In the first trial to compare different approaches to delivering substance use and mental health screening in primary care for adolescents, training for physicians and embedding behavioral health clinicians produced better results than usual care. The study, published today in JAMA Pediatrics, was conducted by Kaiser Permanente.
Substance use – smoking, drinking, misusing prescription drugs and using illegal drugs – is associated with the leading causes of death among adolescents and often is related to mental health and other medical problems. Many medical organizations endorse regular screening for substance use and mental health issues beginning in early adolescence. However, it has not been widely implemented in pediatric primary care and few studies have examined implementation outcomes. Previous studies have cited limited visit times and competing priorities in primary care as barriers to implementation.
“Our findings represent a necessary initial step in understanding patterns of implementation in pediatric primary care and can help us to identify the best approach to early and effective interventions to help teenagers address substance use,” said lead author Stacy Sterling, DrPHc, MSW, of the Kaiser Permanente Division of Research. “Many teenagers who drink establish patterns of substance use that will follow them into adulthood, which is why early intervention is important.”
The study was conducted over two years in Kaiser Permanente Northern California’s Oakland Pediatrics Department, which treats a racially and socio-economically diverse population. It involved 5,183 patients, aged 12 to 18, and 52 pediatricians who were randomly assigned to one of three study groups.
In the first group, pediatricians were trained in a systematic protocol known as Screening, Brief Intervention and Referral to Treatment (SBIRT) to assess substance-use risk using evidence-based screening tools, deliver brief interventions, and refer patients to specialty substance-use or mental-health treatment. In the second group, behavioral health clinicians (BHC), trained to deliver SBIRT components, were embedded in the pediatric clinical practice for the duration of the study. In the third group, care was administered as usual with no SBIRT training to providers or access to the embedded behavioral-health clinician provided by the study.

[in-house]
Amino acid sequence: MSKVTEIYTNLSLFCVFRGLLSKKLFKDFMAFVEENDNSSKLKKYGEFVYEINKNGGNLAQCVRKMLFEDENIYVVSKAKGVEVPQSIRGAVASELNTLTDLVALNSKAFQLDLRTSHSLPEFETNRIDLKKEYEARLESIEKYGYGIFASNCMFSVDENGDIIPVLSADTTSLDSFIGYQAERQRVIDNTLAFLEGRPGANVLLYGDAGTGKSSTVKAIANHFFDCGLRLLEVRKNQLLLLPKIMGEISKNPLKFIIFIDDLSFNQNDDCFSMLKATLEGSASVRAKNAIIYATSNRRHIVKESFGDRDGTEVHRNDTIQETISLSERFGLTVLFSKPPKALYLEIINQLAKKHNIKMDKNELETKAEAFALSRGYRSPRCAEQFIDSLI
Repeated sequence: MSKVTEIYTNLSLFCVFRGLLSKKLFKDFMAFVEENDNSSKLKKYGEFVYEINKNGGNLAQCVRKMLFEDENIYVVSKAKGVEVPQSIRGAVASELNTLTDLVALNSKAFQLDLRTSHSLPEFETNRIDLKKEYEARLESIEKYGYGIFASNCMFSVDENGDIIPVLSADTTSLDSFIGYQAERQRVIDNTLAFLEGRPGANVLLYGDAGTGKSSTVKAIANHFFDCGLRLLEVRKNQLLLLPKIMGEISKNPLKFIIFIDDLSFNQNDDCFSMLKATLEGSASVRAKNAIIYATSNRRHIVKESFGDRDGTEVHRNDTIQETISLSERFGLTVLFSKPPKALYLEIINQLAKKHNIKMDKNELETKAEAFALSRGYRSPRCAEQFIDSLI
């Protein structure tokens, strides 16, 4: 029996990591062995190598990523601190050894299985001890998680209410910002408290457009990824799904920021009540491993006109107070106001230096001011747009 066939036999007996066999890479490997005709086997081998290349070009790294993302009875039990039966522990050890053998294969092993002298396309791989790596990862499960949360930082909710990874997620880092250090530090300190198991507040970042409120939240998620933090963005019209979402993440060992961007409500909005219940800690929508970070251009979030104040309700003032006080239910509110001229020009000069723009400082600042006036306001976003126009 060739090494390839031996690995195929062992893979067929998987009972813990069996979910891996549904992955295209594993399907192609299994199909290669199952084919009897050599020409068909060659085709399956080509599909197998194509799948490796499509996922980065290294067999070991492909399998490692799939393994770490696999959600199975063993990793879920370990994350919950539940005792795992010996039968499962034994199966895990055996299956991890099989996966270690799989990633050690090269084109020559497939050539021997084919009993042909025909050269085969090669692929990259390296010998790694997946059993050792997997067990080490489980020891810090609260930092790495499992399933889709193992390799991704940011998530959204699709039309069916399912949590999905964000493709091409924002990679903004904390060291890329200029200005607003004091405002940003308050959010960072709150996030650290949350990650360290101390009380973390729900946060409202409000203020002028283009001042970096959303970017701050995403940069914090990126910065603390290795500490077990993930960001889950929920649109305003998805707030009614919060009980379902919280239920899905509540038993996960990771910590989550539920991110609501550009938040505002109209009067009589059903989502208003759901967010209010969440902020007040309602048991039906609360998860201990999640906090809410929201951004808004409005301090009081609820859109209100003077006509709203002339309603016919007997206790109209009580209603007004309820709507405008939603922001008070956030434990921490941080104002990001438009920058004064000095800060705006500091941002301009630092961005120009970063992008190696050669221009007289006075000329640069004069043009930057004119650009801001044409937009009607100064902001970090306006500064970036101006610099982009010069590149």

Both intervention groups in the study delivered more brief interventions compared to the usual care group. However, the embedded-BHC group was more likely to deliver brief interventions than the pediatrician-only group (16 percent pediatrician-only, 24.5 percent embedded-BHC, 1.5 percent usual care).
“Our study demonstrates that there are viable options to the traditional care setting, but that barriers to implementation remain, including the belief among many pediatricians that other clinicians are better situated to address behavioral health problems,” said senior author Constance Weisner, DrPH, MSW, chief of Behavioral Health at the Kaiser Permanente Division of Research. “It is critical to develop an approach that addresses both substance use and mental health problems since they often go hand-in-hand.”
The researchers said the findings suggest that embedding non-physician clinicians in primary care may be a cost-effective alternative to pediatricians providing these services. Future analyses of the study data will examine patient outcomes and cost-effectiveness of the two SBIRT approaches.